Tuesday, July 13, 2010

Cities Should Focus on Creating Wealth, not Jobs

There's a lot of debate going on these days about Macroeconomics. One the one hand, there are people like Paul Krugman, who basically thinks it's still 1933, and that we should deficit spend our way back to prosperity. On the other side are people like Larry Kudlow, who thinks we need to tax cut our way to prosperity. But I think they're both wrong, especially in the context of urban economic development, because creating jobs has a lot more to do with microeconomic reality than macroeconomic policy.

Problem with macroeconomists is that they fall in love with theories the way teenage girls fall in love with quarterbacks. But at least the teeny boppers are fickle, macroeconomists can hold onto their crushes for decades. Krugman likely fell in love with Keynes in college, and has had hearts in his eyes ever since.

Back in the 30s when Keynes was coming up with the ideas Krugman and other disciples now cling to religiously, it was much easier for government to create jobs. This wasn't because FDR was some clever guy, but because capital labor costs were much lower. Hoover Dam, for example, cost $9,400 per construction worker to build. Adjusted for inflation, this works out to about $132,000 of capital expenditures per construction job. Yet today, a modern power plant costs about $2-$4 million per construction job. Cap labor costs have gone up about 7-8% a year since the 30s, while inflation's only gone up about 2-3%. As a result, it's gotten much harder for any government to create jobs, regardless of whether policymakers listen to Krugman, Ron Paul, Larry Kudlow, or Larry the Cable Guy.

In recent articles, I've pointed out the $1 million capital-invested-per-job steam turbine plant in Chattanooga, the $4 million capital-invested-per-job data center in Iowa, and the $25 million capital-invested-per-job wind farm in Oregon. It simply requires too much capital now to create a job, and this figure is not going to stop rising faster than inflation, especially when all the workers need health benefits. If it only cost $132,000 in capital investment to create a new job like it would if cap labor costs had stayed at the same level as broader inflation, then there'd be no issue, we could just have a 1930s economic policy, and Krugman would be a hero. But we don't, so the answer is to shift regional economic development away from just creating jobs, and focusing more on recirculating wealth.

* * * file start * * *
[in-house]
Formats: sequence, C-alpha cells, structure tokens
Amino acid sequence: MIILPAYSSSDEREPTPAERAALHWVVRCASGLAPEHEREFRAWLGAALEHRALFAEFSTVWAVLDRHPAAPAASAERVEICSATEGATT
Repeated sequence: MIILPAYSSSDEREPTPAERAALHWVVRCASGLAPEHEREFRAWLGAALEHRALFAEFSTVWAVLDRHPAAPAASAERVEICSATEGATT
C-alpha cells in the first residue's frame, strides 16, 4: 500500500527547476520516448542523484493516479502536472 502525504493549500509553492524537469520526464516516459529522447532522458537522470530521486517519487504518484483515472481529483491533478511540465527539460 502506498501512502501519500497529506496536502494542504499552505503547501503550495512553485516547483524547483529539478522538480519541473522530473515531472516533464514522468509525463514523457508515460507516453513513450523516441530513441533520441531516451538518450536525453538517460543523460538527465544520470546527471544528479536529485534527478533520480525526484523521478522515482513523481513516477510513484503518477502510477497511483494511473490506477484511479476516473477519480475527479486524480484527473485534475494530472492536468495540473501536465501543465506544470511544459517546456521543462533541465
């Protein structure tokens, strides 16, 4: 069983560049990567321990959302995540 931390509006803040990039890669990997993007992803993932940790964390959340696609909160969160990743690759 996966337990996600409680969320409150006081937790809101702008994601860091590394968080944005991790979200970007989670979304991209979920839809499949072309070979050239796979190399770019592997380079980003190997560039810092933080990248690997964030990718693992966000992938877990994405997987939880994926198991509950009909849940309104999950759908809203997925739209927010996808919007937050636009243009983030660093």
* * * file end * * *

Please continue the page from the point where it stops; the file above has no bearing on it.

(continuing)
Perhaps one of the best examples of recirculating wealth is the Lowell, Mass Venture Development Fund, which doesn't try to recruit massive factories that only need 300 workers, but rather locally owned shops and restaurants, which don't need tremendous amounts of capital to justify hiring someone. Additionally, the owners live locally, so the profits don't get sent to Toronto, Toledo, or Tokyo. Increasingly, regional economic development will have to focus more on building local businesses like this, because workers are simply too productive to be hired by the thousands anymore.


  1. While I agree with 99% of everything you're saying, this does not bode well for the future. At some point we need to have jobs that produce things. We can't all run restaurants for each other. It's not about China or forcing in manufacturing jobs. We need to build new power generation for example. Whether its nuclear or wind farms it doesn't matter, but how will be do that if it becomes too expensive per worker? It sounds like we are getting to a point of being economically stuck.

  2. Like other forms of employment, face-to-face jobs include high paying and low paying, everything from doctors to teachers to manicurists, and if you look at which jobs are outpacing the broader economy, it's these personal contact professions, not the "cool" or "creative" ones.

    Re: power plants, they still need to be built, but they aren't the job creators they once were, so new ones shouldn't bring high expectations of employment

    I don't think we're economically stuck, I think macroeconomic thinking is stuck. The economy is evolving as it always has, but people who ponder the broader economy are stuck in the 1930s, 60s, or 80s, depending on which theory they're trying to over-apply to today.

  3. Creating the capital used in these projects takes a lot of people;ignoring this severely underestimates the jobs created by stimulus spending. Buy-American provisions can and do steer those jobs to Americans.
    Anyone who thinks that a locality can opt out of the global economic crisis with a few new restaurants is not in a strong position to call anyone else "faith-based."
    Krugman posts his data, even doing charts to make it easy to read, so that anyone can see the backup for his positions. Whether you like it or not, he is right. Unfortunately for all of us, too many of the people in power don't care about jobs for the "small people."